As almost the entire Congress left Washington D.C. for the Memorial Day holiday, a wide-ranging package of “disaster relief” was getting ready to be approved. The price tag for the bill reached $19.1 billion and it included aid for hurricane ravaged areas in Florida, Georgia, North Carolina, and Puerto Rico, as well as flooding relief for states such as Iowa and Nebraska. It also included funds to repair damaged military bases, rebuild crumbling infrastructure and support farmers.
After late-night negotiations, the U.S. Senate passed the measure by an 85-8 vote and sent it to the U.S. House for approval. It was all set to be approved by “unanimous consent,” except one Freedom Caucus member did not receive the memo.
In an almost empty House chamber, during a “pro forma” session that included only a few members, one representative, U.S. Congressman Chip Roy (R-TX) objected to the legislation. Roy appropriately hails from the “Lone Star” state of Texas. His vote was very unpopular, especially with so many Americans living in states hit hard by devastating natural disasters looking for federal assistance.
This was a case of a “Lone Star” Republican congressman placing his deeply held principles above political expediency. His opposition derailed the “fast track” approval for the legislation. The next “pro forma” vote may take place next week at the earliest or a vote on the bill may possibly be delayed until June when all the members of Congress return from their holiday.
According to Roy, “I’m here today primarily because if I do not object, Congress will have passed into law a bill that spends $19 billion of taxpayer money without members of Congress being present in our nation’s capital to vote on it.”
It is disgusting that Congress tries to pass billions of dollars in spending without a thorough examination of the legislation, and a detailed discussion by the members of Congress. By objecting, Roy exposed the sham operations of our U.S. Congress once again, trying to pass legislation when members are not present to cast a vote.
Roy also listed several other reasons for opposing the legislation.He said, “the bill includes nothing to address the clear national emergency and humanitarian crisis we face at our southern border.” President Trump had requested the bill contain $4.5 billion for the ever-growing emergency at the border, but these funds were not included in the final draft of the legislation.
Finally, Roy noted that the bill included “over $19 billion that is not paid for when we are racking up approximately $100 million an hour in national debt.” With our national debt exceeding $22 trillion, Roy’s message is one our nation sorely needs to hear. Roy correctly blasted the bill as a big spending product of the “swamp” on Capitol Hill.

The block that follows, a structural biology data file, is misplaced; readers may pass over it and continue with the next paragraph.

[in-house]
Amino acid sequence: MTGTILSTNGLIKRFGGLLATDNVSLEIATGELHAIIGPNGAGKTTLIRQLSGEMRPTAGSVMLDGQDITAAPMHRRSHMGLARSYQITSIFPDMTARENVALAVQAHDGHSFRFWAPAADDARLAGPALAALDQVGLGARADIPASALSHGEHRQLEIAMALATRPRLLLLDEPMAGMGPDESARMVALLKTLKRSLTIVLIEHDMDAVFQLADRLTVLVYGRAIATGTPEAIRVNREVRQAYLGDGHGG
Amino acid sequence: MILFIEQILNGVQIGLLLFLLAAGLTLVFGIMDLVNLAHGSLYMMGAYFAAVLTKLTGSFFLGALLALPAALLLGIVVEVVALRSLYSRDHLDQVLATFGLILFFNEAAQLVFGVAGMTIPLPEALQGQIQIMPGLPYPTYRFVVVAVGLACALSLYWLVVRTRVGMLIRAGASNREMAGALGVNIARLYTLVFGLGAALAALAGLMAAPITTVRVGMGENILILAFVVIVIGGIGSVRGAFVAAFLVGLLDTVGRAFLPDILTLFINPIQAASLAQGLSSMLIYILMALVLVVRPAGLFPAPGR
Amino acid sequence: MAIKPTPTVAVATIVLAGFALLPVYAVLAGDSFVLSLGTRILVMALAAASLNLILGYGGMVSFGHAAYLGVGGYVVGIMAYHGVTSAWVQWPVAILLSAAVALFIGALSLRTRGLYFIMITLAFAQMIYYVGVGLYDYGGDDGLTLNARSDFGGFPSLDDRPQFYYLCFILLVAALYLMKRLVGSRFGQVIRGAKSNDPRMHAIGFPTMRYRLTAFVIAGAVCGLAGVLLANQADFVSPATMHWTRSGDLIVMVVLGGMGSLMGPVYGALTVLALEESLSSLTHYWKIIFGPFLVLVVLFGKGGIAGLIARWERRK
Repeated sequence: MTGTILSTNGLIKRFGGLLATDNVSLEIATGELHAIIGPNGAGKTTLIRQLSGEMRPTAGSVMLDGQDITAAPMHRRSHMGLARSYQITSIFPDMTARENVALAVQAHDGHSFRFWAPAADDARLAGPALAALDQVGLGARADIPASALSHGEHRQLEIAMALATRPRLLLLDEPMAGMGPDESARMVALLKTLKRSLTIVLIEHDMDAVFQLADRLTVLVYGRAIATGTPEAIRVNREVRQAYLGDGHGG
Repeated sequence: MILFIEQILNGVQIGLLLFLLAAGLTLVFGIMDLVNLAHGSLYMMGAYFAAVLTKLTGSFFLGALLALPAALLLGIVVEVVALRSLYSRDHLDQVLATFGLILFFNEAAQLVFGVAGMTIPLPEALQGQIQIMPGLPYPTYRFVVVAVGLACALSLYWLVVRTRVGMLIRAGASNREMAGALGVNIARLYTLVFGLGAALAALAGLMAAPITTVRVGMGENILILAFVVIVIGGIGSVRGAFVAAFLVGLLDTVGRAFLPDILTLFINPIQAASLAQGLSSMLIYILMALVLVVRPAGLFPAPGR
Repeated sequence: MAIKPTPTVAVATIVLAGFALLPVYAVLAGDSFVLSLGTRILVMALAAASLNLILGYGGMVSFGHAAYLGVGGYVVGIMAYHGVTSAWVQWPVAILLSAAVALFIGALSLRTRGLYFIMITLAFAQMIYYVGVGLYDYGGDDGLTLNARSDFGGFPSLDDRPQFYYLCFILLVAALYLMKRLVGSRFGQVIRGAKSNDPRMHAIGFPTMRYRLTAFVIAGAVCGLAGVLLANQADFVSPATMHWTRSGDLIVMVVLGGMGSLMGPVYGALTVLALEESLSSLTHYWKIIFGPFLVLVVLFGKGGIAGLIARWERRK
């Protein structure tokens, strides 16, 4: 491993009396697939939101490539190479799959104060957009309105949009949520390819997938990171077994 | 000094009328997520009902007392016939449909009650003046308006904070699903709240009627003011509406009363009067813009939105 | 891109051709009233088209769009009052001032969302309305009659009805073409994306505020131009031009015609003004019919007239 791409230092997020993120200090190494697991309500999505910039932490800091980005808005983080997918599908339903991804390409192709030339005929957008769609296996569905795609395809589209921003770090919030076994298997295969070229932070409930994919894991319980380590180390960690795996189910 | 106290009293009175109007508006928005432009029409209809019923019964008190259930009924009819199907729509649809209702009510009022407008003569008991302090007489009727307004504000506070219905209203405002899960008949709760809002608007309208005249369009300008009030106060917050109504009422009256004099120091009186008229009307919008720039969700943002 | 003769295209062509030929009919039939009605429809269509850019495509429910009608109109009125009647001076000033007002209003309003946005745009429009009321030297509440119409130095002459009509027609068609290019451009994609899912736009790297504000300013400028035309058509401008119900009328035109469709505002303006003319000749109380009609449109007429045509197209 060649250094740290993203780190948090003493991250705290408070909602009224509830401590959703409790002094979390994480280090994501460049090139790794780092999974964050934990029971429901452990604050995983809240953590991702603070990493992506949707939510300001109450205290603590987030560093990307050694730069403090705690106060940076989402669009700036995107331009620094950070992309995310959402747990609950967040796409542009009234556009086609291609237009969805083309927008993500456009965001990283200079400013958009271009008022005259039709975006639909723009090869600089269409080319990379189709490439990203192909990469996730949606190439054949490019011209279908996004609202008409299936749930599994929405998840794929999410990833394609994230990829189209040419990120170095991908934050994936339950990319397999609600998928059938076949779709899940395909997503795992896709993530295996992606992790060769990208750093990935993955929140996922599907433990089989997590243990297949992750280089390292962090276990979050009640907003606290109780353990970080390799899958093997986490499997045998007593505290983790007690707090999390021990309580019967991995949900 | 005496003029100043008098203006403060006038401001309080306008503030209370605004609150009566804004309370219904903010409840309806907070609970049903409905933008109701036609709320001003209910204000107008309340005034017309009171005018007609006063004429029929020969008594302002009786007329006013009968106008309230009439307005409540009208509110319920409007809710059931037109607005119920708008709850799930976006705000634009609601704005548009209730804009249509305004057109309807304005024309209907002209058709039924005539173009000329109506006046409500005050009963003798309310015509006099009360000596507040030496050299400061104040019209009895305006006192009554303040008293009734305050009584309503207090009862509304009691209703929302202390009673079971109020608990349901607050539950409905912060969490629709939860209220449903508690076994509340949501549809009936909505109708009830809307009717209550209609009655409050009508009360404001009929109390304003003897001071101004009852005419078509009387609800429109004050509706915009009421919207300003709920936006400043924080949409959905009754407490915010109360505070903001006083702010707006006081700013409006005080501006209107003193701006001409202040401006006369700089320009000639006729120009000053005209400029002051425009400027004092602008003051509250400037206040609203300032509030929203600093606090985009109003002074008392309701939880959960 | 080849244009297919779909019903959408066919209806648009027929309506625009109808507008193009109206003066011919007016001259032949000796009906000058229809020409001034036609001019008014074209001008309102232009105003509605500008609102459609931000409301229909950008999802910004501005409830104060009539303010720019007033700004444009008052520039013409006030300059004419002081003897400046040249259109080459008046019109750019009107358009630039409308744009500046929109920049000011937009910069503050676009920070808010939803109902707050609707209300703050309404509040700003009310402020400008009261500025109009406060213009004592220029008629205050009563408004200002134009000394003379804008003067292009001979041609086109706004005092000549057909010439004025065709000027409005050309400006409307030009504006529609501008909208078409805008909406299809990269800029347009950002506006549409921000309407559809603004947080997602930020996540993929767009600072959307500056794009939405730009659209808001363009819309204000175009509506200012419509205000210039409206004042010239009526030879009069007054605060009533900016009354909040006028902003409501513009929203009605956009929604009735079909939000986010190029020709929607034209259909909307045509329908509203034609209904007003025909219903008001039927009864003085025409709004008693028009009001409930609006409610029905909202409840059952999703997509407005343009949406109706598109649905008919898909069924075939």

Of course, his courageous move was lambasted by congressional Democrats. U.S. Representative Donna Shalala (D-FL) called Roy’s opposition “tragic” and House Appropriations Committee Chairwoman Nita Lowery (D-NY) blamed Roy and “House Republicans” for “making disaster victims wait even longer to get the help they need.”
This bill has been debated for months and the debate should continue until major improvements are made. Despite the criticism, Roy deserves praise for being the lone objector to this bill. Any sort of “disaster” bill needs to include funding for the biggest “disaster” this nation faces, which is at our border. Our overburdened Border Patrol agents are being overwhelmed trying to handle a massive flood of illegal aliens. This is a humanitarian, economic and national security crisis that Congress refuses to address.
Senate Republicans had persuaded President Trump to drop his opposition to the disaster relief bill by promising him another piece of legislation would be introduced to deal with the border emergency later. Unfortunately, Americans have heard these promises for decades. Republicans in Congress always want to pass pork barrel legislation without border funding with the promise that they will soon address the crisis. As Americans have witnessed so many times, the Republicans never get around to dealing with the border issue, so no progress is ever made and the biggest emergency that our nation is facing keeps getting worse.
Hopefully, when the Congress revisits this legislation, either next week or in June, the President’s request for border funding will be included. By preventing unanimous consent, U.S. Representative Roy has given Congress an opportunity to improve the legislation. He has also shown tremendous backbone in withstanding the criticism that is now directed at him from both Democrats and his fellow Republicans.
While everyone knows the Democrats are not concerned about the border crisis or deficit spending, it is now apparent that too many of Roy’s Republican colleagues do not care about these issues either.